Aliens vs Belfast.
- Oct 5, 2011
- blah - flags. So many flags.
I thought the ending was masterful. I hate cliff-hangers, and it didn't end in one. On the other hand, there were some tantalisingly loose ends to lure me into reading more of the story.
Like Nerds of a Feather, I did initially wonder why the protagonist was male. On reflection, it made sense. I don't see a shortage of female protagonists in space opera, but I can't think of many female antagonists. I think the combination of male protagonist and female antagonist worked better than either female protagonist-female antagonist or female protagonist-male antagonist.
Oooh, good, I'm glad it left some tasters for book two.
Actually, @Bowler1 picked up as a beta that I may have chosen the wrong twin,and I thought long and hard about it. Originally, Kare came into creation when I was 16 and having a tough time and was a bit of a protector, and, being a straight female obsessed with pop stars and crushes and what not, it was probably logical the character should be male.
When challenged by Bowler, though, I went off and had a muse. I wasn't against changing it per se (although would have found it hard to give up a character I was so close to and enjoy writing so much.) also, some of the darker stuff would have had a different timbre on a female, (to do with perceptions of trope and what's okay to happen to each sex*) but since I'm hitting it from the psychological angle that would have been surmountable, I think.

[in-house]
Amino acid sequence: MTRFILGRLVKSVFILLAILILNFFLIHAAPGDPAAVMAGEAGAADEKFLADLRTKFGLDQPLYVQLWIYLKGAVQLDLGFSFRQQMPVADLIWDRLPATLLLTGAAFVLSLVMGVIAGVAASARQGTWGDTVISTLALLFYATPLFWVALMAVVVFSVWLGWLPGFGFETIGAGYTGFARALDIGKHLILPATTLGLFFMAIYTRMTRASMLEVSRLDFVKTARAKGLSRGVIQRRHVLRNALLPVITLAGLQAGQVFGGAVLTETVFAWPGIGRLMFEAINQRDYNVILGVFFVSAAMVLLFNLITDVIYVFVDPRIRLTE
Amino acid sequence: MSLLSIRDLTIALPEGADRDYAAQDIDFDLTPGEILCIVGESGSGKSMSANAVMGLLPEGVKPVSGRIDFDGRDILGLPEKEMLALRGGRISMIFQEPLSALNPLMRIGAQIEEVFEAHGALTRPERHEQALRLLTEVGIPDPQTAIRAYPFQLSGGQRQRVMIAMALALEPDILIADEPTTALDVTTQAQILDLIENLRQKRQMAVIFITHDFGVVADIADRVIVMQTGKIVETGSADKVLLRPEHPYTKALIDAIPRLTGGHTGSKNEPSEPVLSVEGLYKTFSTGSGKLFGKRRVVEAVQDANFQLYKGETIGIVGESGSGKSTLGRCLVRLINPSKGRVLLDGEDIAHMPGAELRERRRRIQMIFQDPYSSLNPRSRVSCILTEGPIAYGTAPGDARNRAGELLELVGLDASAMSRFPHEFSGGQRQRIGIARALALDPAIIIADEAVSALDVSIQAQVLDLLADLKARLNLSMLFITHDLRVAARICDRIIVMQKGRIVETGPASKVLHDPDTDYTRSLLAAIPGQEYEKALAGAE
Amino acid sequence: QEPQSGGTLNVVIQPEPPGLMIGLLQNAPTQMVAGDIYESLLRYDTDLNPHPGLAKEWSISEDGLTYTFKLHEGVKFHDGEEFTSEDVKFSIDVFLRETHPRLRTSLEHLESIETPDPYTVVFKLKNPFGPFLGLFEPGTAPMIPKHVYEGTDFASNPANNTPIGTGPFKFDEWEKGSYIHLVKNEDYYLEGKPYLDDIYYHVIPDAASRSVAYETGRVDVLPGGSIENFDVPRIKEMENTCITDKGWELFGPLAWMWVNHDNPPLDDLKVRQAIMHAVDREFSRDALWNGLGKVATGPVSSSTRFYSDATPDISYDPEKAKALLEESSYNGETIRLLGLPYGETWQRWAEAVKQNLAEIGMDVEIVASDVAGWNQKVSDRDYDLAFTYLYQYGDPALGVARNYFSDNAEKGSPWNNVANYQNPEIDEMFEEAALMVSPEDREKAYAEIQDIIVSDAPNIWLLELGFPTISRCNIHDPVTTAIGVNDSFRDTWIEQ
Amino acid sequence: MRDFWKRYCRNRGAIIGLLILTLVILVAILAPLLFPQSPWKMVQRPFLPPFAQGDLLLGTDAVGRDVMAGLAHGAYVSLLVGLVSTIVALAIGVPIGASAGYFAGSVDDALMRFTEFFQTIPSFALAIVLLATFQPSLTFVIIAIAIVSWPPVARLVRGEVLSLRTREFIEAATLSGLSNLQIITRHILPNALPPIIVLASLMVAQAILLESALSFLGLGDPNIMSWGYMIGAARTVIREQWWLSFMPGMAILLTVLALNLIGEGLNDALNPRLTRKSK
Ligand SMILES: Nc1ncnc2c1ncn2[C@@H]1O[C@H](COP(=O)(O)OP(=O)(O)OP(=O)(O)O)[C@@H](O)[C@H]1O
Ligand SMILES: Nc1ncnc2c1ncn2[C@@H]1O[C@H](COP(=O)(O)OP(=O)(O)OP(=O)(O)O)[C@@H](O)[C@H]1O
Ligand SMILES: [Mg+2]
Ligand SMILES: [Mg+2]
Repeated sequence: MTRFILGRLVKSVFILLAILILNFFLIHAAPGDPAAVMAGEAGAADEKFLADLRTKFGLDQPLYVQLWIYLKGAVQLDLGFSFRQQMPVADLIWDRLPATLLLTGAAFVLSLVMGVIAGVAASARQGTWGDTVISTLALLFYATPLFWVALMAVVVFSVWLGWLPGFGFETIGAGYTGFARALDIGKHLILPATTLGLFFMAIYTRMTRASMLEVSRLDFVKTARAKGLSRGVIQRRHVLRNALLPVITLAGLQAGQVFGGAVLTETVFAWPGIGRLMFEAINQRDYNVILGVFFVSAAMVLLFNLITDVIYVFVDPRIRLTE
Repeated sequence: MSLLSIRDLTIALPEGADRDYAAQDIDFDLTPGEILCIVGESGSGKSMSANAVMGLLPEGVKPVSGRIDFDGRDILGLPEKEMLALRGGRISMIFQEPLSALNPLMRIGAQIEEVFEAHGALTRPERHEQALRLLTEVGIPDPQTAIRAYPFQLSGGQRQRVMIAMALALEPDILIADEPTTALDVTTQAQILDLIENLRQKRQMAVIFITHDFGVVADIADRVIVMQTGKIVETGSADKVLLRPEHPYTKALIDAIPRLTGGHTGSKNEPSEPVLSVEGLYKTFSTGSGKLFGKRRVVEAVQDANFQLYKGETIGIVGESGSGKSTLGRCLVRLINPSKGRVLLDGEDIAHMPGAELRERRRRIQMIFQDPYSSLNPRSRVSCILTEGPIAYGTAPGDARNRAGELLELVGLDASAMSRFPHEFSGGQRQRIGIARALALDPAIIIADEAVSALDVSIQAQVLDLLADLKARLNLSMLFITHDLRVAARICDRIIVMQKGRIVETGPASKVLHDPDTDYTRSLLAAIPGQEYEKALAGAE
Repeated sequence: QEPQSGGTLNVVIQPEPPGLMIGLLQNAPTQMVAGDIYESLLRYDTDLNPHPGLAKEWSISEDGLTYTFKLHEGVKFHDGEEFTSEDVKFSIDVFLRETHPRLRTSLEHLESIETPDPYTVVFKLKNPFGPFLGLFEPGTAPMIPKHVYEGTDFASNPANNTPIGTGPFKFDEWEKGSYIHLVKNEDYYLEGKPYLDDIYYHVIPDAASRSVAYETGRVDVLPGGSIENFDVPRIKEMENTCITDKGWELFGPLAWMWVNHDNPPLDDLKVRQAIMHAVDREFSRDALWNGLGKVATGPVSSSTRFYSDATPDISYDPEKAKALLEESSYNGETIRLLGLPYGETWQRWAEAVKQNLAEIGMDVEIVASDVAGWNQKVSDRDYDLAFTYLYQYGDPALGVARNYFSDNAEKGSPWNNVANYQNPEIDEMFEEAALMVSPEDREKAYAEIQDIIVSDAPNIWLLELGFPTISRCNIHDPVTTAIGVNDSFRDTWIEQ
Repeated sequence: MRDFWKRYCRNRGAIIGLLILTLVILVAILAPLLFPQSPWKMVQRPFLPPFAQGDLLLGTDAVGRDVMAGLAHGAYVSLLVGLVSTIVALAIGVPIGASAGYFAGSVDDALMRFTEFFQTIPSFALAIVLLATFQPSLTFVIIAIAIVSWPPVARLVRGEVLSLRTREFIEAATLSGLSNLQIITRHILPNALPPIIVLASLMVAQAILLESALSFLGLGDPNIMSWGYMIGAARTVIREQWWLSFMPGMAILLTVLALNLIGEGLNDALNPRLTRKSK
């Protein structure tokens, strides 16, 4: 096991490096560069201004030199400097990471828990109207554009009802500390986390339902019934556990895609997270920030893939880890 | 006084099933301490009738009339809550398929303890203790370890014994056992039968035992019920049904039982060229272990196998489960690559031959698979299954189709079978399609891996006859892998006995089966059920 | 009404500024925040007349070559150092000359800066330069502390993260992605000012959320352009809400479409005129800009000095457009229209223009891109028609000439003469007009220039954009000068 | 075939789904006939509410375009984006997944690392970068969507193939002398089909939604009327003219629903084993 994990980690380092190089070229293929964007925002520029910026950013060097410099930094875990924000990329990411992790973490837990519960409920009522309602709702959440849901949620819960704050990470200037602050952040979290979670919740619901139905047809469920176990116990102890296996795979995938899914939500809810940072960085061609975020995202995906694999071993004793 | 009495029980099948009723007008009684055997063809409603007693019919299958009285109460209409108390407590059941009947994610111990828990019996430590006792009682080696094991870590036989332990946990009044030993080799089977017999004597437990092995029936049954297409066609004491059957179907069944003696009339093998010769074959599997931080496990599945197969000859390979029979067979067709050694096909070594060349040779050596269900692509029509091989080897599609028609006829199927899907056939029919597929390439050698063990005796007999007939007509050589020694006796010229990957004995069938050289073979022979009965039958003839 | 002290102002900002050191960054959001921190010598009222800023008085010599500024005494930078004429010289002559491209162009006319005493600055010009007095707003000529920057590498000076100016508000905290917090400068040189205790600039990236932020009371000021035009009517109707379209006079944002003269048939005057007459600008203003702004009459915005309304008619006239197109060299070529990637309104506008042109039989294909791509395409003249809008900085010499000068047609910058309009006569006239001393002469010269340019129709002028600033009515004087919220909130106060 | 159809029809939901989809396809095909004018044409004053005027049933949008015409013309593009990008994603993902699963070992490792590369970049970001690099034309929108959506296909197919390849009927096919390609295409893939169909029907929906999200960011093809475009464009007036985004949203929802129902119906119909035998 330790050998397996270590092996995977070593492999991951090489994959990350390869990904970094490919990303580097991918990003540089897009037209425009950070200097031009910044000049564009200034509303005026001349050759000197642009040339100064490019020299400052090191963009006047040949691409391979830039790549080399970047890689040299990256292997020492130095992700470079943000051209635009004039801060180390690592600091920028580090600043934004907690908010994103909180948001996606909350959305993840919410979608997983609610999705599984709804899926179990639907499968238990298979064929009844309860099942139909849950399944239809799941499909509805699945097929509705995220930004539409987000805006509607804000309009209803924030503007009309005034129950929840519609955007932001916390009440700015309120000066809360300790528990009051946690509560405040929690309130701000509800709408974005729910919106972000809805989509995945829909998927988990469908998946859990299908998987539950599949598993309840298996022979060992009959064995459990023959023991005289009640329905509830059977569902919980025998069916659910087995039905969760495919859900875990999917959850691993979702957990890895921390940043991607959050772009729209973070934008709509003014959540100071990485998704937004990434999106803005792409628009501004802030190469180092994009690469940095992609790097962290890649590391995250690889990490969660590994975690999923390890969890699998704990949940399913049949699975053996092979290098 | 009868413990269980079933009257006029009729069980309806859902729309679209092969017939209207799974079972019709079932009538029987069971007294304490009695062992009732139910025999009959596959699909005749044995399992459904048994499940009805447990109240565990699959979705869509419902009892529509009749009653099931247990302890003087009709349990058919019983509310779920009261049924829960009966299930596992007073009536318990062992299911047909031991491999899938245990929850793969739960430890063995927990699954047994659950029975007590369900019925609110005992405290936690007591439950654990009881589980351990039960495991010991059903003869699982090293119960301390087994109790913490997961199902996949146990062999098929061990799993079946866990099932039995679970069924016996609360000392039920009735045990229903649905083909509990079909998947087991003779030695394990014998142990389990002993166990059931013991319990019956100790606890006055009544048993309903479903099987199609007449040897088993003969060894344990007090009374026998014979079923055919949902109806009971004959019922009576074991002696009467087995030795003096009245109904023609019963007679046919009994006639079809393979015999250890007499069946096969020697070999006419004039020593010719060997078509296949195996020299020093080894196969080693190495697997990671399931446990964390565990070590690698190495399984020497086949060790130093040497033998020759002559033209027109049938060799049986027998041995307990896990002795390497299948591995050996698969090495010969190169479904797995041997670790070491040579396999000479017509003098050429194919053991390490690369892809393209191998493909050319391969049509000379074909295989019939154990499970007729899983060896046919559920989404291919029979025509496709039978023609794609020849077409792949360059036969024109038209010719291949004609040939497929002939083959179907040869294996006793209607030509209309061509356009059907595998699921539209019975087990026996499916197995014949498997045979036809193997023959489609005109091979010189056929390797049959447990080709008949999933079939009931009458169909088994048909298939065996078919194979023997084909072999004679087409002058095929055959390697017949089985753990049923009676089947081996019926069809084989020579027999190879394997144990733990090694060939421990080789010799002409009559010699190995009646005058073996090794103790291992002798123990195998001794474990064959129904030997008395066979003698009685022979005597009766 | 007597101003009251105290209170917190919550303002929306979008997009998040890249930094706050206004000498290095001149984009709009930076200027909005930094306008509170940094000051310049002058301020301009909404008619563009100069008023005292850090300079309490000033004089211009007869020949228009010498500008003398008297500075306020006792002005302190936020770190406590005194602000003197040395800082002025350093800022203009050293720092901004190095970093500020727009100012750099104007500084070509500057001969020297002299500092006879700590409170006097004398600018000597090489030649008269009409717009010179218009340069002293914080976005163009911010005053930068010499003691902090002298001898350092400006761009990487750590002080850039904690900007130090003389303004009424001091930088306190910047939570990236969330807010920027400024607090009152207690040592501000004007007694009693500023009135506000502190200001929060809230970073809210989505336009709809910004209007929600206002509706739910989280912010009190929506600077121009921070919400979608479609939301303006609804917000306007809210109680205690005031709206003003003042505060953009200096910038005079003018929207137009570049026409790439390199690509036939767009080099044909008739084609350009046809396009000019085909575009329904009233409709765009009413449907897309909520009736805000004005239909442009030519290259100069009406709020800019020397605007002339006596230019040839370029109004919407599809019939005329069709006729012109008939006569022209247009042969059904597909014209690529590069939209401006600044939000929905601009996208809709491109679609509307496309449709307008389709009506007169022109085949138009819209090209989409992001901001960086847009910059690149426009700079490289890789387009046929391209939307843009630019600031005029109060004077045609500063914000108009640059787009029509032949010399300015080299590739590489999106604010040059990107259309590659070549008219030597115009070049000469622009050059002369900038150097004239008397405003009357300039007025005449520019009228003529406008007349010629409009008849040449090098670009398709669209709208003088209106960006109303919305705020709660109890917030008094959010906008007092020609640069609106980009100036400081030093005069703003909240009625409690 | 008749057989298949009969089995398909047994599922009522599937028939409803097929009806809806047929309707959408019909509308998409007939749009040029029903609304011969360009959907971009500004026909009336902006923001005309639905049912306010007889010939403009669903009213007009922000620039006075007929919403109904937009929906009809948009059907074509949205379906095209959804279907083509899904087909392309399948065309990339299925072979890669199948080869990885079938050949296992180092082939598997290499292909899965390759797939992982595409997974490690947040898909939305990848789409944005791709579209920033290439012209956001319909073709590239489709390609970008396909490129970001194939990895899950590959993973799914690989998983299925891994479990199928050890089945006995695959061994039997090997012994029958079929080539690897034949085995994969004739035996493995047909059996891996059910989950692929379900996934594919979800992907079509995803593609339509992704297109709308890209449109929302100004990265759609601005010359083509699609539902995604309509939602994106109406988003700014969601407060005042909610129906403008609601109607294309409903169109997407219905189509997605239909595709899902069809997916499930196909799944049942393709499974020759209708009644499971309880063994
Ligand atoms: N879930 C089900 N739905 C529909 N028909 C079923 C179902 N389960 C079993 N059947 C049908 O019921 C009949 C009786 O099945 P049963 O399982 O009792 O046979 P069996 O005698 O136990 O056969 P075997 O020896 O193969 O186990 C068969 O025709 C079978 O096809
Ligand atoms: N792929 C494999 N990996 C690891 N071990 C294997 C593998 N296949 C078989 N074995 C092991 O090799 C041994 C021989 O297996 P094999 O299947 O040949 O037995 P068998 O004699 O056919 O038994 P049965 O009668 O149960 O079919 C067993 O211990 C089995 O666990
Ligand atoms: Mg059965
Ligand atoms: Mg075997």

Eventually, though, he stayed a bloke because the premise of the trilogy is to take the chosen one trope and make it real. I'm not sure if what happens to Kare is wildly outre for a chosen one - hard childhood, fighting for their position through many travails, getting hurt in some way, having an antagonist to overcome, and failing along the way etc etc, although I did go to the extreme edge of it. It's very dark because I choose to be inside that chosen one's head and for him to be a fairly likeable, down to Earth (well, as much as he can be) bloke. And, frankly, most chosen ones in sff are men. So, I kept him as a bloke because I felt using Karia would mean that I was no longer trying to ask the questions I wanted to about the trope (should we be so casual in our portrayal) but a different one (should our chosen one always be a bloke.)
I hope that makes sense?
Although, since I had my male character raped, a fate usually portrayed against female characters, I'm not sure it would have changed what happened. What might have made a difference was what the ordeal set out to do, and only research would have made me decide. By that, I mean that research told me if you wanted to remove power from a man and leave the legacy I have with Kare, the poor chap, rape is a widely-applied trauma, as is the sort of torture shown - an insistent, applied, mix of pyschological and physical. I'm not sure whether that same approach holds towards a female - and glad I didn't have to do that research....